33 on chemistry by Hope ; but to my mind there are no advantages and many disadvantages in lectures compared with reading. Dr. Duncan's lectures on Materia Medica at 8 o'clock on a winter's morning are something fearful to remember. Dr. - made his lectures on human anatomy as dull as he was himself, and the subject disgusted me. It has proved one of the greatest evils in my life that I was not urged to practise dissection, for I should soon have got over my disgust; and the practice would have been invaluable for all my future work. This has been an irremediable evil, as well as my incapacity to draw. I also attended regularly the clinical wards in the hospital. Some of the cases distressed me a good deal, and I still have vivid pictures before me of some of them ; but I was not so foolish as to allow this to lessen my attendance. I cannot understand why this part of my medical course did not interest me in a greater degree ; for during the summer before coming to Edinburgh I began attending some of the poor people, chiefly children and women in Shrewsbury: I wrote down as full an account as I could of the case with all the symptoms, and read them aloud to my father, who suggested further inquiries and advised me what medicines to give, which I made up myself. At one time I had at least a dozen patients, and I felt a keen interest in the work. My father, who was by far the best judge of character whom I ever knew, declared that I should make a successful physician,-meaning by this one who would get many patients. He maintained that the chief element of success was exciting confidence ; but what he saw in me which convinced him that I should create confidence I know not. I also attended on two occasions the operating theatre in the hospital at Edinburgh, and saw two very bad operations, one on a child, but I rushed away before they were completed. Nor did I ever attend again, for hardly any inducement would have been strong enough to make me do so; this being long before the blessed days of chloroform. The two cases fairly haunted me for many a long year.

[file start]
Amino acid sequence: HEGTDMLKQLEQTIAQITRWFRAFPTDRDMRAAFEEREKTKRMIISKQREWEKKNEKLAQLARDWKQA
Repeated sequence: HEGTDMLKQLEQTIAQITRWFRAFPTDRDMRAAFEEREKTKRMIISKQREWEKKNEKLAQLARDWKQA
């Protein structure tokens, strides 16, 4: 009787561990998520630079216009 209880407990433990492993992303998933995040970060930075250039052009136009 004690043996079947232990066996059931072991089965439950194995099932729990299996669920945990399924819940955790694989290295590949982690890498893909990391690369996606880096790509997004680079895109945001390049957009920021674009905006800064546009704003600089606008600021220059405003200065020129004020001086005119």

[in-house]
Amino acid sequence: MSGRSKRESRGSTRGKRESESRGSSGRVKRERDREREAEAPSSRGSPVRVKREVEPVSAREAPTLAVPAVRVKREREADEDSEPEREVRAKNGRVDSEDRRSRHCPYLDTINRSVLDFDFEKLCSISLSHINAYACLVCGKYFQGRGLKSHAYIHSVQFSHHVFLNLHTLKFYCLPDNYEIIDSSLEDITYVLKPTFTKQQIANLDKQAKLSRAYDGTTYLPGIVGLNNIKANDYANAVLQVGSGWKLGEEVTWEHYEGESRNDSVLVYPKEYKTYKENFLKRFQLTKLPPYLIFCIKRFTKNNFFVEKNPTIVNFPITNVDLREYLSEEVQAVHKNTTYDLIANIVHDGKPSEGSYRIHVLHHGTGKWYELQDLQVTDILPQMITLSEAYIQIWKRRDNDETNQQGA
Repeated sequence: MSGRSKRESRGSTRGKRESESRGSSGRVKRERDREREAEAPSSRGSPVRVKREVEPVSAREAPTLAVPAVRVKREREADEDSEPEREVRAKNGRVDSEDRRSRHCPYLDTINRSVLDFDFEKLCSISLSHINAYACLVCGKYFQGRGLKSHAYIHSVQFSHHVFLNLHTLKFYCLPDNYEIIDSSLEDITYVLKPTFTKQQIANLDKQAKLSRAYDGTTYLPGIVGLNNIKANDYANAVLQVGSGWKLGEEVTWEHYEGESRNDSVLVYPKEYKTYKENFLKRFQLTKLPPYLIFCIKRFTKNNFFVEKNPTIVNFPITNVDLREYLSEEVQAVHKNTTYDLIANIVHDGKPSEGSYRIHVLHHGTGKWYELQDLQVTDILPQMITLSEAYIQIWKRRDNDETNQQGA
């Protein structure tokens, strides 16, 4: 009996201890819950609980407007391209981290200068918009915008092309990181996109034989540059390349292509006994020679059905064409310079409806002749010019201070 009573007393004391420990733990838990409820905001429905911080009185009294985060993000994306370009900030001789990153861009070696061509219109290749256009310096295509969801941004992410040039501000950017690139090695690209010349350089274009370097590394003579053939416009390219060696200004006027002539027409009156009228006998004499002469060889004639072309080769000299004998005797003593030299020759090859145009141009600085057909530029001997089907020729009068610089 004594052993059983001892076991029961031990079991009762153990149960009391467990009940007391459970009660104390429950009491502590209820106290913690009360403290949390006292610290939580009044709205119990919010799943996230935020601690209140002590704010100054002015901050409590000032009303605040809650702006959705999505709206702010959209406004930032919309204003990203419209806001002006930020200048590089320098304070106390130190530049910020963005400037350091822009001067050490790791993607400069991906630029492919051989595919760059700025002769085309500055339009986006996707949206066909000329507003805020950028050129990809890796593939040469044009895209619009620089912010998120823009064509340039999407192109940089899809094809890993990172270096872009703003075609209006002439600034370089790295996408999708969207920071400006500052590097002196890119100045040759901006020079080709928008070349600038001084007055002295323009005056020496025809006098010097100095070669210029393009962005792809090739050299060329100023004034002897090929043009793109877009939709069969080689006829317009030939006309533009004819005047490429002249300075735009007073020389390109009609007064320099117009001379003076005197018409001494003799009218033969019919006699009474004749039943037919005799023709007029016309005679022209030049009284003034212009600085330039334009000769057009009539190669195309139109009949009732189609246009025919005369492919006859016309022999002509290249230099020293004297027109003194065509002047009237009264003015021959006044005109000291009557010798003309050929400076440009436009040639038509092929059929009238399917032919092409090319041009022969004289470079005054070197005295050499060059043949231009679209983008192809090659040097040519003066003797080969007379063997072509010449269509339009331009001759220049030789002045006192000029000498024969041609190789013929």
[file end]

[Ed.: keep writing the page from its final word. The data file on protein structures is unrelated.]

My brother stayed only one year at the University, so that during the second year I was left to my own resources; and this was an advantage, for I became well acquainted with several young men fond of natural science. One of these was Ainsworth, who afterwards published his travels in Assyria ; he was a Wernerian geologist, and knew a little about many subjects. Dr. Coldstream was a very different young man, prim, formal, highly religious, and most kind-hearted; he afterwards published some good zoological articles. A third young man was Hardie, who would, I think, have made a good botanist, but died early in India. Lastly, Dr. Grant, my senior by several years, but how I became acquainted with him I cannot remember; he published some first-rate zoological papers, but after coming to London as Professor in University College, he did nothing more in science, a fact which has always been inexplicable to me. I knew him well; he was dry and formal in manner, with much enthusiasm beneath this outer crust. He one day, when we were walking together, burst forth in high admiration of Lamarck and his views on evolution. I listened in silent astonishment, and as far as I can judge without any effect on my mind. I had previously read the “Zoonomia’ of my grandfather, in which similar views are maintained, but without producing any effect on me. Nevertheless it is probable that the hearing rather early in life such views maintained and praised may have favoured my upholding them under a different form in my ‘Origin of Species.' At this time I admired greatly the Zoonomia;' but on reading it a second time after an interval of ten or fifteen years, I was much disappointed ; the proportion of speculation being so large to the facts given.

Drs. Grant and Coldstream attended much to marine Zoology, and I often accompanied the former to collect animals in the tidal pools, which I dissected as well as I could. I also became friends with some of the Newhaven fishermen, and sometimes accompanied them when they trawled for oysters, and thus got many specimens. But from not having had any regular practice in dissection, and from possessing only a wretched microscope, my attempts were very poor.